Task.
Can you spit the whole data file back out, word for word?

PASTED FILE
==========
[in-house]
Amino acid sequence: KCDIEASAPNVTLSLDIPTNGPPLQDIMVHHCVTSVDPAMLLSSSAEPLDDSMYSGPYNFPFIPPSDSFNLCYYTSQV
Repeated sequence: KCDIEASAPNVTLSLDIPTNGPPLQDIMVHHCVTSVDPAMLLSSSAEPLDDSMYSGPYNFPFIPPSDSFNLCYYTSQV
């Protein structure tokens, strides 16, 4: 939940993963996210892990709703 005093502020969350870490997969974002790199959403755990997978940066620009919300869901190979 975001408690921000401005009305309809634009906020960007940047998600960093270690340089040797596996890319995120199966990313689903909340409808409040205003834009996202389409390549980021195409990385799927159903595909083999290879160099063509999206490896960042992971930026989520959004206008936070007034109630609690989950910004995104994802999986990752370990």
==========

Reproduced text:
[in-house]
Amino acid sequence: KCDIEASAPNVTLSLDIPTNGPPLQDIMVHHCVTSVDPAMLLSSSAEPLDDSMYSGPYNFPFIPPSDSFNLCYYTSQV
Repeated sequence: KCDIEASAPNVTLSLDIPTNGPPLQDIMVHHCVTSVDPAMLLSSSAEPLDDSMYSGPYNFPFIPPSDSFNLCYYTSQV
């Protein structure tokens, strides 16, 4: 939940993963996210892990709703 005093502020969350870490997969974002790199959403755990997978940066620009919300869901190979 975001408690921000401005009305309809634009906020960007940047998600960093270690340089040797596996890319995120199966990313689903909340409808409040205003834009996202389409390549980021195409990385799927159903595909083999290879160099063509999206490896960042992971930026989520959004206008936070007034109630609690989950910004995104994802999986990752370990």